The mountain was also easily accessible to everyday skiers. So accessible in fact, there was a run located directly across from today’s La Baguette that people would walk up in the afternoons with their skis slung over their shoulders and lap until the sun set or their legs grew tired.
Located right on the edge of downtown, separated only by the Trans Canada Hwy, Mount Revelstoke is still easily accessible via the Tournament of Champions trailhead located behind Revelstoke Railway Museum. Head to our National Park's page to find out how you can explore Mount Revelstoke year-round.
Along with multiple other Revelstoke titles, the spelling of Mount Macpherson is a common topic of debate. The mountain is named after Sir David Macpherson (lending to the lowercase “p”), one of Canada’s fathers of confederation who served as the Minister of Interior from 1883-1885.
Decades before it developed into Revelstoke’s local biking, touring and nordic skiing hotspot, the base offered farmers a place to work their land and generate produce for the people of the developing town. A school also once sat there for the children of Revelstoke’s early settlers. Revelstoke’s first recorded heli-ski trip was photographed at the base of Mount Macpherson in 1964!
This mountain is perfectly framed by Mackenzie Ave and located on the north side of the iconic Mt Begbie.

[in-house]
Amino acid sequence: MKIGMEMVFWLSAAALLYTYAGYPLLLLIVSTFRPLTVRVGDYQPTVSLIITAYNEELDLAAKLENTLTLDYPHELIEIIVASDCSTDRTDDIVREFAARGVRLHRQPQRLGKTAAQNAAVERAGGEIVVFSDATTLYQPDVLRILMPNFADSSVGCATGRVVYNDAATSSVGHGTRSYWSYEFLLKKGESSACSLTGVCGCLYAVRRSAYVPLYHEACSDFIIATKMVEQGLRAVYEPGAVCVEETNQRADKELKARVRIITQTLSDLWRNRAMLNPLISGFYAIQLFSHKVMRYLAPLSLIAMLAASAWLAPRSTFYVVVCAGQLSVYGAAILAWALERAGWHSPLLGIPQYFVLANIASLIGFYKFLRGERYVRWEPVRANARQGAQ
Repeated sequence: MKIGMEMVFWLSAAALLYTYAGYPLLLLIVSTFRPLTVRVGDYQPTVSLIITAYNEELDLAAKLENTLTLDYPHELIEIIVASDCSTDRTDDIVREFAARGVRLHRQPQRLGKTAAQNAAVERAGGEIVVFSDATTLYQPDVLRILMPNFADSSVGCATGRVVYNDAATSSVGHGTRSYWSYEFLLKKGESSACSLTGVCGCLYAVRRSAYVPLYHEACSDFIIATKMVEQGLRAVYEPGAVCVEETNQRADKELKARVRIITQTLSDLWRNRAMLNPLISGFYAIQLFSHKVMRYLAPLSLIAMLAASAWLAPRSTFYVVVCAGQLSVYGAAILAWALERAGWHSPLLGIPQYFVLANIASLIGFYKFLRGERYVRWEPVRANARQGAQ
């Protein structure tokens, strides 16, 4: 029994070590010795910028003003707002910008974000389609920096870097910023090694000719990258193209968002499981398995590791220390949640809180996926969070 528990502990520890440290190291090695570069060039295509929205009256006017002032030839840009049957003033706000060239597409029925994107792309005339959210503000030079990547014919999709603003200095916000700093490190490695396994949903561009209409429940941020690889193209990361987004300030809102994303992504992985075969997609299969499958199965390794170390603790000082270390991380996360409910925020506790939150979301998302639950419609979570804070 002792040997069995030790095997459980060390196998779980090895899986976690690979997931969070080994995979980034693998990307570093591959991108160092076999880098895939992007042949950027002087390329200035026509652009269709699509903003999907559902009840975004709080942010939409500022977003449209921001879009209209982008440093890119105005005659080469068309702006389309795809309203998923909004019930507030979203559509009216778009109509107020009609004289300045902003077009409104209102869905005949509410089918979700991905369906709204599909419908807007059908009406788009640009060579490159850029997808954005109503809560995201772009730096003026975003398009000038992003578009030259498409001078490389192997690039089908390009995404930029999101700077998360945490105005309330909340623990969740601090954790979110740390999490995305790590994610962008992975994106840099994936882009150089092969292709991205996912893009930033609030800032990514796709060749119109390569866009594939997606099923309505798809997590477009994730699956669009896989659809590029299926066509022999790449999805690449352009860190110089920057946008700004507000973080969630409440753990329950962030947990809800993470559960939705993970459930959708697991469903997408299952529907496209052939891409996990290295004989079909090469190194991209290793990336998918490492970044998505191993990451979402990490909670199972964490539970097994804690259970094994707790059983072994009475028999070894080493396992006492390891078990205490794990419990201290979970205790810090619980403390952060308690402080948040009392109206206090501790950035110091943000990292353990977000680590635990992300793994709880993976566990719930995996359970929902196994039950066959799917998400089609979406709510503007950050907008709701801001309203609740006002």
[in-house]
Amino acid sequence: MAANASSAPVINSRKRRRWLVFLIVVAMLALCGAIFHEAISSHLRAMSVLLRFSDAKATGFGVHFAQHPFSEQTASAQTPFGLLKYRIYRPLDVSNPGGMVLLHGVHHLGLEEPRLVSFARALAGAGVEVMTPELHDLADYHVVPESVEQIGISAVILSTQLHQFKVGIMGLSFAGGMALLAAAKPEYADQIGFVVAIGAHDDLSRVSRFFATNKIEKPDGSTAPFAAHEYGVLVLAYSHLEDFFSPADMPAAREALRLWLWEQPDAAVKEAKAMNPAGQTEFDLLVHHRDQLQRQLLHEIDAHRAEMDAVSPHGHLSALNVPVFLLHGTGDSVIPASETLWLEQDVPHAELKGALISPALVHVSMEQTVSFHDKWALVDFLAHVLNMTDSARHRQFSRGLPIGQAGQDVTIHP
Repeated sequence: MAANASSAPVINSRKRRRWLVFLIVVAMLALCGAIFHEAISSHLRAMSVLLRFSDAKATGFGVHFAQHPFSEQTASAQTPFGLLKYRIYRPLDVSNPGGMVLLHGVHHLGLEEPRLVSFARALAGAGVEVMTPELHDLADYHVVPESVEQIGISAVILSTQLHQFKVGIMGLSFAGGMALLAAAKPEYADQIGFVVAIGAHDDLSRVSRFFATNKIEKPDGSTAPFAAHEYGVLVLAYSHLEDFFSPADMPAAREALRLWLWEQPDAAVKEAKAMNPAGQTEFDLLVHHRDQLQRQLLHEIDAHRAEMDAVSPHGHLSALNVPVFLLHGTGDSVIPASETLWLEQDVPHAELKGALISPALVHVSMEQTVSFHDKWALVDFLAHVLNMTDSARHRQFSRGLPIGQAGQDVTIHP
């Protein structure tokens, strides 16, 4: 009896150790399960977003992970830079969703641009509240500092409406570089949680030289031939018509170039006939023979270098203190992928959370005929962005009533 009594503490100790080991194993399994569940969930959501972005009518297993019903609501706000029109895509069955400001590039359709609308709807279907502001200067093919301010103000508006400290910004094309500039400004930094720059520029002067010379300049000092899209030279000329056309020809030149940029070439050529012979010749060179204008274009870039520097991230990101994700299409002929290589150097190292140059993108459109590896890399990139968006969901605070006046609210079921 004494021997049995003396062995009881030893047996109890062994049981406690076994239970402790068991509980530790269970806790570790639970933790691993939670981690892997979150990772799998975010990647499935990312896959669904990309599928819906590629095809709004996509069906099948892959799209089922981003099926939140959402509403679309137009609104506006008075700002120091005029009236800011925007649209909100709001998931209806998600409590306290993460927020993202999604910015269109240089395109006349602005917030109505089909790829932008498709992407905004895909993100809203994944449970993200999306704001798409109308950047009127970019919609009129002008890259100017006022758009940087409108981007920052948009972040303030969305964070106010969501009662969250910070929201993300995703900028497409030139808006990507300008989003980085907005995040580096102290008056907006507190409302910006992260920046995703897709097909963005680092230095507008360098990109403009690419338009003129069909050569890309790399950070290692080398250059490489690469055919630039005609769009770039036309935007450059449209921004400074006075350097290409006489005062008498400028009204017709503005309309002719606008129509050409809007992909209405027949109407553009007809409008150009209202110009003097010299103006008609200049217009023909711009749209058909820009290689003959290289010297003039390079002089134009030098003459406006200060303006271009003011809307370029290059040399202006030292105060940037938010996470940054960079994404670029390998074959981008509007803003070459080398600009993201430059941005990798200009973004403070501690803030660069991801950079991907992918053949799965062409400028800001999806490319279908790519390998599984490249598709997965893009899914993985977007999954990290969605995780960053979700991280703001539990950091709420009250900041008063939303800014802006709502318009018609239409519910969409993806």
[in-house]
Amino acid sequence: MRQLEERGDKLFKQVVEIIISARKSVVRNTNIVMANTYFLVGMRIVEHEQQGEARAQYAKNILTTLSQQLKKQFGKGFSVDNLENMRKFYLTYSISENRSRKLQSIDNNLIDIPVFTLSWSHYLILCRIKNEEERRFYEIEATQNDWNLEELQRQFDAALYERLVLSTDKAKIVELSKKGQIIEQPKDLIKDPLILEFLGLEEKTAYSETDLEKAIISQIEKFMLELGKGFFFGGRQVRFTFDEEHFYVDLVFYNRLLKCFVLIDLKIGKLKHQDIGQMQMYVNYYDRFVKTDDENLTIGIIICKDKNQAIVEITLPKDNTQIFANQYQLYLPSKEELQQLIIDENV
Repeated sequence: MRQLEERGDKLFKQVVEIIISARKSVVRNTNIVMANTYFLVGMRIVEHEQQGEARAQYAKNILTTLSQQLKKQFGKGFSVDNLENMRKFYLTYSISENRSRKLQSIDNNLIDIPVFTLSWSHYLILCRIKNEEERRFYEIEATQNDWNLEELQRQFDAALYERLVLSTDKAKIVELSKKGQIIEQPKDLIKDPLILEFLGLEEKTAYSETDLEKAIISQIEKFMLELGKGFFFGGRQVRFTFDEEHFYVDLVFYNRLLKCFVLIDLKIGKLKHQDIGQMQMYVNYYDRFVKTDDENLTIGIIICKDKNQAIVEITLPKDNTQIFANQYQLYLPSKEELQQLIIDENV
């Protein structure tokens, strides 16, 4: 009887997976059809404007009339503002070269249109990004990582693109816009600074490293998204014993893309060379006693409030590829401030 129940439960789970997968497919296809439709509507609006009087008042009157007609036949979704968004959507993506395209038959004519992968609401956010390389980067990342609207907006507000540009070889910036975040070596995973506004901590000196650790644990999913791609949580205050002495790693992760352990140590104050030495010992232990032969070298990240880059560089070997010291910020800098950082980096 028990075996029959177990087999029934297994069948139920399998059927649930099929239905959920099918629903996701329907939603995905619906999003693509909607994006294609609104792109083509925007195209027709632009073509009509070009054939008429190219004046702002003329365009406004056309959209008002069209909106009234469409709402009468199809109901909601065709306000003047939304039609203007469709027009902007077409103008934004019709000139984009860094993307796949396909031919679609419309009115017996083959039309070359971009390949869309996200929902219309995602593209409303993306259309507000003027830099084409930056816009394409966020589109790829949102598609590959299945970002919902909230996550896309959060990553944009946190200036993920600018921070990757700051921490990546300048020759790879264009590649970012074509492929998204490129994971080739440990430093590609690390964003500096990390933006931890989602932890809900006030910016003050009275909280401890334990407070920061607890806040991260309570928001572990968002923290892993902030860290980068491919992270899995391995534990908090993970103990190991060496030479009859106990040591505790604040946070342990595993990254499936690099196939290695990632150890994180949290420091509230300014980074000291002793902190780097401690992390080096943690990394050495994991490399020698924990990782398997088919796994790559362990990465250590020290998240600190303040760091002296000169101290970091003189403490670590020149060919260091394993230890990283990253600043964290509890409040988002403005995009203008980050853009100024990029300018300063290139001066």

With its impressive, triple crown visible from anywhere in town, Mount Begbie may be Revelstoke’s most iconic mountain appropriately named after an iconic historical figure, Matthew Baillie Begbie.
As the Supreme Court Chief Justice for the crown colony of British Columbia in 1858, his life and decisions are seen as controversial through the lens of history. For 12 years, Begbie was the only judge in the colony making him an extremely important public figure. He traveled through the vast colony wherever needed, working to establish law and order in developing settlements. Positive and negative elements considered, Begbie was as influential in our province’s history as the mountain is in Revelstoke today.
In addition to an impressive view, the mountain provides a playground of hiking, heli-skiing, mountain climbing and ski touring. The peak first appeared on an 1890 map in a geological survey of Canada on George Dawson’s map “West Kootenai” with the first summer summit completed in 1907 and the first solo ski tour completed by Revy local Bob Lymbourne. People continue to walk and ski in the footsteps of those who have explored the mountain in the past.
Head to our Hiking page to learn how you can summit this iconic mountain in the summer!
What to expect this winter.
Please refrain from visiting Revelstoke for non-essential travel at this time. The winter of 2020-21 is going to look a little bit different in Revelstoke. We're taking precautions to limit the spread of COVID-19 and following provincial health guidelines. That means that you may be required to wear masks, that restaurants and bars may have long wait times and that you will need to plan to accommodate changes in business operations. Please check current Provincial Health Orders before travelling.